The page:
Henry James `Theories of Fiction

606 words - 2 pages The Art of Fiction and James `s Theories of fictionHenry James `essay The Art of Fiction is a first -hand account of how one of American `s ( and England `s) most prolific writers felt about fiction and writing in general.James can be considered one of the utmost authorities on writing as he made writing a life - long habit: for over 50 years he wrote daily.One of the most themes that permeate The Art of Fiction is the freedom that the author

Benjamin Disraeli: An Analytical Comparison of the Victorian Age Intellectual with Contemporaries Charles Dickens and Thomas Carlyle

996 words - 4 pages combined with his influential literature give him no precise contemporary. However, there were many intellectuals of his time with whom he concurred and deterred about prevailing matters within Victorian England.There is the aspect of Disraeli's actual writing style that could be considered superficially insignificant, but is, in fact, a quite important feature of each of their outlooks. Benjamin Disraeli was, as afore mentioned, quite a

Introducing Students to Interdisciplinary Genres

1109 words - 4 pages Learning how to write in the correct discipline is a necessity for any student wishing to successfully advance within their career. Patricia Linton, Robert Madigan, and Susan Johnson, professors at the University of Alaska, Anchorage, in their essay “Introducing Students to Disciplinary Genres: The Role of the General Composition Course” (1994), argues that undergraduate students who are enrolled in English classes that explore different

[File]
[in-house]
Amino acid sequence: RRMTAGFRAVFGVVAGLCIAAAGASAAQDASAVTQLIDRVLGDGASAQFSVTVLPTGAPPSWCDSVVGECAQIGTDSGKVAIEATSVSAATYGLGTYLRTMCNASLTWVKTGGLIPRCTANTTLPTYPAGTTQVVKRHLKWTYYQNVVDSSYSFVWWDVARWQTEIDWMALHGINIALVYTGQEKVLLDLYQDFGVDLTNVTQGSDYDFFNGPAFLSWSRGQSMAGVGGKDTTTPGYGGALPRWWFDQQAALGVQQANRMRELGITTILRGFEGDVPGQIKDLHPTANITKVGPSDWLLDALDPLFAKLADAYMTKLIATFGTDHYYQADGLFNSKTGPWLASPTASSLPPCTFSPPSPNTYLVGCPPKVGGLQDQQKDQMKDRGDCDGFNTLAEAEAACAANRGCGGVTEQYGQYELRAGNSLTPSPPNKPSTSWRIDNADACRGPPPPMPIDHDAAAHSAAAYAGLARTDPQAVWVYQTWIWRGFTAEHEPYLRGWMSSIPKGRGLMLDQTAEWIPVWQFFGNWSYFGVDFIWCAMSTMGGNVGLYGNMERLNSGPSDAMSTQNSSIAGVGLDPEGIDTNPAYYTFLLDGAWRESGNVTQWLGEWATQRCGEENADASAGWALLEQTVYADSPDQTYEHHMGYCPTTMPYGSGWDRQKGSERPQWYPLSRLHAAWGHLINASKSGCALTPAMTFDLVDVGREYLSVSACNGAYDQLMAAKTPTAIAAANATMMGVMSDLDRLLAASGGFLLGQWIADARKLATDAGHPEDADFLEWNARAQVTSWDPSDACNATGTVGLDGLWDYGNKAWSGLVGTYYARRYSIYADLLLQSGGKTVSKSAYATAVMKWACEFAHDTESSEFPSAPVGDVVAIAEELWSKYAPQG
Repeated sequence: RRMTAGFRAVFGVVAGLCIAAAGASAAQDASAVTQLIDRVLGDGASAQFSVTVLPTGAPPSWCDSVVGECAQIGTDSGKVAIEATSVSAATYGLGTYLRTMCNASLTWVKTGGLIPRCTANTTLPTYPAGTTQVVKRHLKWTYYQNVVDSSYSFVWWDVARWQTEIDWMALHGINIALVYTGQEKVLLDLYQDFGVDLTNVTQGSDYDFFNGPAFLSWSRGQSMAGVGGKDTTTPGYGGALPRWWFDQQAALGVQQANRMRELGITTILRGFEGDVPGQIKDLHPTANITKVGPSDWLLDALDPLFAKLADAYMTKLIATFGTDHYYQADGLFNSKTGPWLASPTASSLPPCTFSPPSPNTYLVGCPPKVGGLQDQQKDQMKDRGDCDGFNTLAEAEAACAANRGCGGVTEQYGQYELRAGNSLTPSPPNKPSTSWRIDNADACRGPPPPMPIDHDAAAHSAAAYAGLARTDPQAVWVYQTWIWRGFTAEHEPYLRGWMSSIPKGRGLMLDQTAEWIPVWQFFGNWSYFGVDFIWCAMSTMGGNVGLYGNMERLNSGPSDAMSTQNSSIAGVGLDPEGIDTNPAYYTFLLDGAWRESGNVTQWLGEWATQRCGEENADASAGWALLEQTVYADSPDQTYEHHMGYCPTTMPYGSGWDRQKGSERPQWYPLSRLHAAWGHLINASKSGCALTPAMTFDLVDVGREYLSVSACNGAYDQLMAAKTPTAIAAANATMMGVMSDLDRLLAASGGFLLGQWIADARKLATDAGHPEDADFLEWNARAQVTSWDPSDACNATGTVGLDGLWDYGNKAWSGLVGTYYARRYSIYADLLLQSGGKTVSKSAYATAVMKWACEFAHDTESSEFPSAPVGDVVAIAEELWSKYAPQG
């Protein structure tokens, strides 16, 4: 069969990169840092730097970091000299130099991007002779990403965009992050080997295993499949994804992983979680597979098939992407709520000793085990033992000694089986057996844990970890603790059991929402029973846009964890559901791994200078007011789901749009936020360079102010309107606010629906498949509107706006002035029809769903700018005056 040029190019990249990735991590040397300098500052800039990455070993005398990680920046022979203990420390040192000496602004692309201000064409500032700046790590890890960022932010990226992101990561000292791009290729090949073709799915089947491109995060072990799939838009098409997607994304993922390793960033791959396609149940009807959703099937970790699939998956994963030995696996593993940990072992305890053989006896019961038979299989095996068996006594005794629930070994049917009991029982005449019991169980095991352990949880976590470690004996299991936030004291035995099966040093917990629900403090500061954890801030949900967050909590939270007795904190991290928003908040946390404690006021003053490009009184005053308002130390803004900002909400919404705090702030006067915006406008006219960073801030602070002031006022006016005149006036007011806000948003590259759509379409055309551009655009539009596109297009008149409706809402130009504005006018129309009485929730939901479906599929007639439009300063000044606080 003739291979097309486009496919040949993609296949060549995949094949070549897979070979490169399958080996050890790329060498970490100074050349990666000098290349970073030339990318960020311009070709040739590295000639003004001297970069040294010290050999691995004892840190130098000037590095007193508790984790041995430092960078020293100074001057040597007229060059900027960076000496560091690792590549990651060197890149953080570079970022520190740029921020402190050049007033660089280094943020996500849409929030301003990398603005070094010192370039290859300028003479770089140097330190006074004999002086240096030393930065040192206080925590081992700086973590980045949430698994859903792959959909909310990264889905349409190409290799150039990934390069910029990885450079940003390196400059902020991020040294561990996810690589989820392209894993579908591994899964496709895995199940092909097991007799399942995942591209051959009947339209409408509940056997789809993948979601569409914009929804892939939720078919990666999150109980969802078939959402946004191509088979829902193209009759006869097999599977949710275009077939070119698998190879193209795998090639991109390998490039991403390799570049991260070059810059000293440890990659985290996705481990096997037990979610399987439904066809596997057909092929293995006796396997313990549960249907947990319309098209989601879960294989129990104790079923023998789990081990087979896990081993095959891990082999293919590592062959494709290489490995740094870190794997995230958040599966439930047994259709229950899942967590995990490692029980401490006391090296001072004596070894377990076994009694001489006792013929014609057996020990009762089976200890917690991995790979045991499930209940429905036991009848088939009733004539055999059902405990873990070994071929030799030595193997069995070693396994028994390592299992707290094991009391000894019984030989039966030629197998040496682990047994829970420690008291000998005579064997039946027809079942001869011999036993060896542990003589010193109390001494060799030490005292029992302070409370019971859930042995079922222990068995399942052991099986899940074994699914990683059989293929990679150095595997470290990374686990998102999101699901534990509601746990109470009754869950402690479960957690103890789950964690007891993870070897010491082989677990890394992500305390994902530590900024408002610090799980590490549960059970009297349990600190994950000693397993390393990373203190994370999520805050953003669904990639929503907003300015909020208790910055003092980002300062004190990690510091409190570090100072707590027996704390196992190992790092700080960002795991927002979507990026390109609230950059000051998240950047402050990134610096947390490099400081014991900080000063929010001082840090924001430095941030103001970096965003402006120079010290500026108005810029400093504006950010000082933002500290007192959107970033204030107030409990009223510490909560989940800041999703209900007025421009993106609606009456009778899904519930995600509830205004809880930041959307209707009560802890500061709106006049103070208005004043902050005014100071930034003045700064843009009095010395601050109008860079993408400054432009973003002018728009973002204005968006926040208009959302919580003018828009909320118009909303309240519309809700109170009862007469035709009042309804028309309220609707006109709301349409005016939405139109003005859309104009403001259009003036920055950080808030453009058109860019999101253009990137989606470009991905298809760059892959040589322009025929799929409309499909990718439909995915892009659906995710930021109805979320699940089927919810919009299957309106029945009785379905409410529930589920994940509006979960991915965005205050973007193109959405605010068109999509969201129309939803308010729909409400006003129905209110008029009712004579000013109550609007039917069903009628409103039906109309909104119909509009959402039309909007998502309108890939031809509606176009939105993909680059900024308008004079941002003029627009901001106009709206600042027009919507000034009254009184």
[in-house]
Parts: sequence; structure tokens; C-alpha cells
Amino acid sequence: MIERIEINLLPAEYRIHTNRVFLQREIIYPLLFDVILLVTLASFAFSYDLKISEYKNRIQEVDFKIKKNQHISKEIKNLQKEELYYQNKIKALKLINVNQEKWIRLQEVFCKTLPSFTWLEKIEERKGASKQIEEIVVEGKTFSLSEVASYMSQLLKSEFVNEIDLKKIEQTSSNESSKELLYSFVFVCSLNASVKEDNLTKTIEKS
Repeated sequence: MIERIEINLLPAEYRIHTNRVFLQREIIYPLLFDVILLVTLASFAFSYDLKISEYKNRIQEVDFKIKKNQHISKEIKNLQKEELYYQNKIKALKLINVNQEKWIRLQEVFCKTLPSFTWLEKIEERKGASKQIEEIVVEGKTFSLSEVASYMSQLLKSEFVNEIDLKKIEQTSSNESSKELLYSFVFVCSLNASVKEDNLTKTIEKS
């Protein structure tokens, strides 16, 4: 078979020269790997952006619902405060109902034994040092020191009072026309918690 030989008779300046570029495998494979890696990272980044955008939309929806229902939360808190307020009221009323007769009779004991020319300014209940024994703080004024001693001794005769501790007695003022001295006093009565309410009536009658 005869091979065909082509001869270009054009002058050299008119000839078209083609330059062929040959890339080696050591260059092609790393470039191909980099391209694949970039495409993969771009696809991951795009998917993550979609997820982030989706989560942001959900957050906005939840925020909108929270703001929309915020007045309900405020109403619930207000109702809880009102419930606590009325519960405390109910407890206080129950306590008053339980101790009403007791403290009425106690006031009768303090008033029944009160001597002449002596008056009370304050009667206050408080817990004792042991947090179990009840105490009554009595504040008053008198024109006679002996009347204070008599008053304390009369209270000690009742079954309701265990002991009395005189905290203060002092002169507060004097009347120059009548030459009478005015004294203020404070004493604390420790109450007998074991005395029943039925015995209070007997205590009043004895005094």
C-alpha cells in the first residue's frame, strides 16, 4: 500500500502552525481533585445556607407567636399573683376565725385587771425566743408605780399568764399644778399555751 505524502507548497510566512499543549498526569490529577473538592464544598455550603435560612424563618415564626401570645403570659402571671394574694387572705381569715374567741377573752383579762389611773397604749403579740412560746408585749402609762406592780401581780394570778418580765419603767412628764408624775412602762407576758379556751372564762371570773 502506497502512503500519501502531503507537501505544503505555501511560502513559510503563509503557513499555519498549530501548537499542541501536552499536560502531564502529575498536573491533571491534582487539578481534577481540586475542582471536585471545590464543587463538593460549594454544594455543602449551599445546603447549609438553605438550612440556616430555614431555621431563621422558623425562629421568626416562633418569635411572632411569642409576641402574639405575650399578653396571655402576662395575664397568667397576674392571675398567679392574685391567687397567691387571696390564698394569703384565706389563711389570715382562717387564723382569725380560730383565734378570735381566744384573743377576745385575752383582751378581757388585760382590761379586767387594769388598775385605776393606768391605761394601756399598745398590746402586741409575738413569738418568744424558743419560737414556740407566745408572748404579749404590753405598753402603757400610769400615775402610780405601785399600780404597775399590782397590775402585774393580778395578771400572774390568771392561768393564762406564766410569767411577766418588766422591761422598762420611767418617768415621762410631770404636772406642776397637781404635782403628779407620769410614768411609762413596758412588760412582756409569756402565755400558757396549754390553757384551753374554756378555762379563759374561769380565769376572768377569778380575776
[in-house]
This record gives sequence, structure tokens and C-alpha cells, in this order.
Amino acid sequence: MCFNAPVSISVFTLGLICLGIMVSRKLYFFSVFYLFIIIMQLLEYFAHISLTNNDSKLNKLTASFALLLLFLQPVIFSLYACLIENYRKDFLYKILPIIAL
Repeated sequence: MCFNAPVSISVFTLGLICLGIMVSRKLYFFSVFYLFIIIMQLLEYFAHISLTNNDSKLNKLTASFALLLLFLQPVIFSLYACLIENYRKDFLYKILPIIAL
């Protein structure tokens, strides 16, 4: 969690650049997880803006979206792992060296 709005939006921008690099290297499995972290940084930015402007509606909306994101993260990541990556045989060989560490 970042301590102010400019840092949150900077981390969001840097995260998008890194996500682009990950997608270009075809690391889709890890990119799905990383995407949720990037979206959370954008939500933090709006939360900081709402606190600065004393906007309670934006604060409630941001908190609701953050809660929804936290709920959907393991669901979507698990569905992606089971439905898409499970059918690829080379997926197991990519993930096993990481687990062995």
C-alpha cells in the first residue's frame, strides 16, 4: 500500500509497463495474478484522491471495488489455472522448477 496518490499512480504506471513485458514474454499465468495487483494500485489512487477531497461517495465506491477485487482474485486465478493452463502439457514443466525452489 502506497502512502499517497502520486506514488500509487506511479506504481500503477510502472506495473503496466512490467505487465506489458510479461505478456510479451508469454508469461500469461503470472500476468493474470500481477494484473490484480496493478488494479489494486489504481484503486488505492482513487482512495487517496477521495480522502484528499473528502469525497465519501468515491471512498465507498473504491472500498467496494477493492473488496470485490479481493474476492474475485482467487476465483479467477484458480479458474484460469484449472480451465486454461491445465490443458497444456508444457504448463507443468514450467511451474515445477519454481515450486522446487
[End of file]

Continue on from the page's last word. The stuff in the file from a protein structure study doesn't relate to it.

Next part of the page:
The Cultural Identity Within Asian Writing Systems

3052 words - 12 pages The Cultural Identity Within Asian Writing Systems The style of Asian writing seems to be completely different from that of the western writing systems. For starters, many western languages are phonetic: words are spelled out with symbols that represent sounds. The way that a word looks has nothing to do with the meaning of the word. On the other hand, the most recognized form of Asian writing, Chinese characters, are completely

Inspired Stories

1107 words - 4 pages Authors are remembered not only for their contributions to literature, but also for their distinct writing styles. Flannery O’Connor’s cynical and grotesque style with an emphasis on morality distinguishes her as a great American author. The unique combination of characteristics found in her writing is explored in O’Connor’s collection of short stories called “A Good Man Is Hard to Find and Other Stories.” Flannery O’Connor’s Catholic

Research Statistics and Psychology